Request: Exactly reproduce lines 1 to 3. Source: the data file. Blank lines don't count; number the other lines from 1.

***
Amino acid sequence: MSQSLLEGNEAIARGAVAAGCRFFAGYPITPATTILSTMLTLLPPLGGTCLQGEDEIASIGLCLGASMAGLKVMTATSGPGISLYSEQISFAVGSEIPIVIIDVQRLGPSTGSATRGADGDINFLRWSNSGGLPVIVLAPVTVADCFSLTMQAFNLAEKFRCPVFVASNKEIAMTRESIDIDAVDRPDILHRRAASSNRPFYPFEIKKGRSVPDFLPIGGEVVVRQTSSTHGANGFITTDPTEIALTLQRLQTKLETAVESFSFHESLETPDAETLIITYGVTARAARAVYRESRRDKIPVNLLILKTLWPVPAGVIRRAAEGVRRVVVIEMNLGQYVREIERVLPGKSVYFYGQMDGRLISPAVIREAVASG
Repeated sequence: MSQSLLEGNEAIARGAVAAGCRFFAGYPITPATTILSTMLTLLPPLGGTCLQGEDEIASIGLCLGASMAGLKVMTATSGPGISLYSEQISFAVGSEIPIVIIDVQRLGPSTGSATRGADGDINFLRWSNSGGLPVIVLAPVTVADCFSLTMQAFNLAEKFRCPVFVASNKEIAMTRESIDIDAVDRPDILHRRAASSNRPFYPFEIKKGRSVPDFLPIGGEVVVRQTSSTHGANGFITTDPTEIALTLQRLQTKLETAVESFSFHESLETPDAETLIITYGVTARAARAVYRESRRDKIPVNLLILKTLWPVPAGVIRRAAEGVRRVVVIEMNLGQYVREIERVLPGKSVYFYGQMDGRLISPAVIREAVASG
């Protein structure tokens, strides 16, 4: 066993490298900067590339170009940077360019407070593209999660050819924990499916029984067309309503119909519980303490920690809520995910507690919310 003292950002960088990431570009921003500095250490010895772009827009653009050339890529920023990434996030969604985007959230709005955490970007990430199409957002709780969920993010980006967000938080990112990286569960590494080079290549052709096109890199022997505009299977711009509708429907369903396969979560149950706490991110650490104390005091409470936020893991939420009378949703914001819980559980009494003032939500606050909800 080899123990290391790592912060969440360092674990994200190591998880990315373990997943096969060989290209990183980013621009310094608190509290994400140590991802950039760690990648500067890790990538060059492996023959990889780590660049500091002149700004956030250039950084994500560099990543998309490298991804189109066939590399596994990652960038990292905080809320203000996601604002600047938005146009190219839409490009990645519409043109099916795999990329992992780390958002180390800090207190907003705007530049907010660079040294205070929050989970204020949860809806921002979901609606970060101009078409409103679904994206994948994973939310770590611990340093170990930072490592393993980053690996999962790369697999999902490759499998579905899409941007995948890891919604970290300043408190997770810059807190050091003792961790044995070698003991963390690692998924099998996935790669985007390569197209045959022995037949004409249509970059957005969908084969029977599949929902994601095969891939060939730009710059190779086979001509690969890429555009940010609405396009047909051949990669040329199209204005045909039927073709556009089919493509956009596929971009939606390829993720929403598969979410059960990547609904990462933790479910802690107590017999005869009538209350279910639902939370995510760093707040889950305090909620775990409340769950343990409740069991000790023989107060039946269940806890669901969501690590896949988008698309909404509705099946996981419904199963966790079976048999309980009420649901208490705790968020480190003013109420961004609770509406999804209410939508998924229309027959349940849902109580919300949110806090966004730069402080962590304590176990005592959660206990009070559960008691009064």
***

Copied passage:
Amino acid sequence: MSQSLLEGNEAIARGAVAAGCRFFAGYPITPATTILSTMLTLLPPLGGTCLQGEDEIASIGLCLGASMAGLKVMTATSGPGISLYSEQISFAVGSEIPIVIIDVQRLGPSTGSATRGADGDINFLRWSNSGGLPVIVLAPVTVADCFSLTMQAFNLAEKFRCPVFVASNKEIAMTRESIDIDAVDRPDILHRRAASSNRPFYPFEIKKGRSVPDFLPIGGEVVVRQTSSTHGANGFITTDPTEIALTLQRLQTKLETAVESFSFHESLETPDAETLIITYGVTARAARAVYRESRRDKIPVNLLILKTLWPVPAGVIRRAAEGVRRVVVIEMNLGQYVREIERVLPGKSVYFYGQMDGRLISPAVIREAVASG
Repeated sequence: MSQSLLEGNEAIARGAVAAGCRFFAGYPITPATTILSTMLTLLPPLGGTCLQGEDEIASIGLCLGASMAGLKVMTATSGPGISLYSEQISFAVGSEIPIVIIDVQRLGPSTGSATRGADGDINFLRWSNSGGLPVIVLAPVTVADCFSLTMQAFNLAEKFRCPVFVASNKEIAMTRESIDIDAVDRPDILHRRAASSNRPFYPFEIKKGRSVPDFLPIGGEVVVRQTSSTHGANGFITTDPTEIALTLQRLQTKLETAVESFSFHESLETPDAETLIITYGVTARAARAVYRESRRDKIPVNLLILKTLWPVPAGVIRRAAEGVRRVVVIEMNLGQYVREIERVLPGKSVYFYGQMDGRLISPAVIREAVASG
């Protein structure tokens, strides 16, 4: 066993490298900067590339170009940077360019407070593209999660050819924990499916029984067309309503119909519980303490920690809520995910507690919310 003292950002960088990431570009921003500095250490010895772009827009653009050339890529920023990434996030969604985007959230709005955490970007990430199409957002709780969920993010980006967000938080990112990286569960590494080079290549052709096109890199022997505009299977711009509708429907369903396969979560149950706490991110650490104390005091409470936020893991939420009378949703914001819980559980009494003032939500606050909800 080899123990290391790592912060969440360092674990994200190591998880990315373990997943096969060989290209990183980013621009310094608190509290994400140590991802950039760690990648500067890790990538060059492996023959990889780590660049500091002149700004956030250039950084994500560099990543998309490298991804189109066939590399596994990652960038990292905080809320203000996601604002600047938005146009190219839409490009990645519409043109099916795999990329992992780390958002180390800090207190907003705007530049907010660079040294205070929050989970204020949860809806921002979901609606970060101009078409409103679904994206994948994973939310770590611990340093170990930072490592393993980053690996999962790369697999999902490759499998579905899409941007995948890891919604970290300043408190997770810059807190050091003792961790044995070698003991963390690692998924099998996935790669985007390569197209045959022995037949004409249509970059957005969908084969029977599949929902994601095969891939060939730009710059190779086979001509690969890429555009940010609405396009047909051949990669040329199209204005045909039927073709556009089919493509956009596929971009939606390829993720929403598969979410059960990547609904990462933790479910802690107590017999005869009538209350279910639902939370995510760093707040889950305090909620775990409340769950343990409740069991000790023989107060039946269940806890669901969501690590896949988008698309909404509705099946996981419904199963966790079976048999309980009420649901208490705790968020480190003013109420961004609770509406999804209410939508998924229309027959349940849902109580919300949110806090966004730069402080962590304590176990005592959660206990009070559960008691009064």